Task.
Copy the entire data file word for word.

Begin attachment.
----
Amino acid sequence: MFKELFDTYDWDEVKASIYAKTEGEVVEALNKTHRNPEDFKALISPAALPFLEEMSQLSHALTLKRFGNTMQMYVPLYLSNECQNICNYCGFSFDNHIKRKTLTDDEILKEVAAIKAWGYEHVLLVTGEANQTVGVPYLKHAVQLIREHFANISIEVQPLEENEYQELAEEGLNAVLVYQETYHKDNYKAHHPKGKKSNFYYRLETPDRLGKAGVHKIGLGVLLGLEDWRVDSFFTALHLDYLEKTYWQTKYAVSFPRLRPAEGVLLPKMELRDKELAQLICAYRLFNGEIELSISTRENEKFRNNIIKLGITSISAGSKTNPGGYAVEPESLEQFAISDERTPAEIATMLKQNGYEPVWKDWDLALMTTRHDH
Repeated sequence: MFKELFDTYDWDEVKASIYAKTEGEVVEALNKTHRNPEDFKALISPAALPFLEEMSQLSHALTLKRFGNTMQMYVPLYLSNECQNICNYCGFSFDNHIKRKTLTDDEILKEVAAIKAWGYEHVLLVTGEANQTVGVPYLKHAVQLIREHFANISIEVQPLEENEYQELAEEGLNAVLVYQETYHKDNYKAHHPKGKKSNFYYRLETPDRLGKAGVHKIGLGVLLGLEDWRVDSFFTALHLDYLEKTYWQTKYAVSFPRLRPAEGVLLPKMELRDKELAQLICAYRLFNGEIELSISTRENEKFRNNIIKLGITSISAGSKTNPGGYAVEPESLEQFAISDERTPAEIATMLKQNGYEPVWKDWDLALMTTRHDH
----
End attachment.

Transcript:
Amino acid sequence: MFKELFDTYDWDEVKASIYAKTEGEVVEALNKTHRNPEDFKALISPAALPFLEEMSQLSHALTLKRFGNTMQMYVPLYLSNECQNICNYCGFSFDNHIKRKTLTDDEILKEVAAIKAWGYEHVLLVTGEANQTVGVPYLKHAVQLIREHFANISIEVQPLEENEYQELAEEGLNAVLVYQETYHKDNYKAHHPKGKKSNFYYRLETPDRLGKAGVHKIGLGVLLGLEDWRVDSFFTALHLDYLEKTYWQTKYAVSFPRLRPAEGVLLPKMELRDKELAQLICAYRLFNGEIELSISTRENEKFRNNIIKLGITSISAGSKTNPGGYAVEPESLEQFAISDERTPAEIATMLKQNGYEPVWKDWDLALMTTRHDH
Repeated sequence: MFKELFDTYDWDEVKASIYAKTEGEVVEALNKTHRNPEDFKALISPAALPFLEEMSQLSHALTLKRFGNTMQMYVPLYLSNECQNICNYCGFSFDNHIKRKTLTDDEILKEVAAIKAWGYEHVLLVTGEANQTVGVPYLKHAVQLIREHFANISIEVQPLEENEYQELAEEGLNAVLVYQETYHKDNYKAHHPKGKKSNFYYRLETPDRLGKAGVHKIGLGVLLGLEDWRVDSFFTALHLDYLEKTYWQTKYAVSFPRLRPAEGVLLPKMELRDKELAQLICAYRLFNGEIELSISTRENEKFRNNIIKLGITSISAGSKTNPGGYAVEPESLEQFAISDERTPAEIATMLKQNGYEPVWKDWDLALMTTRHDH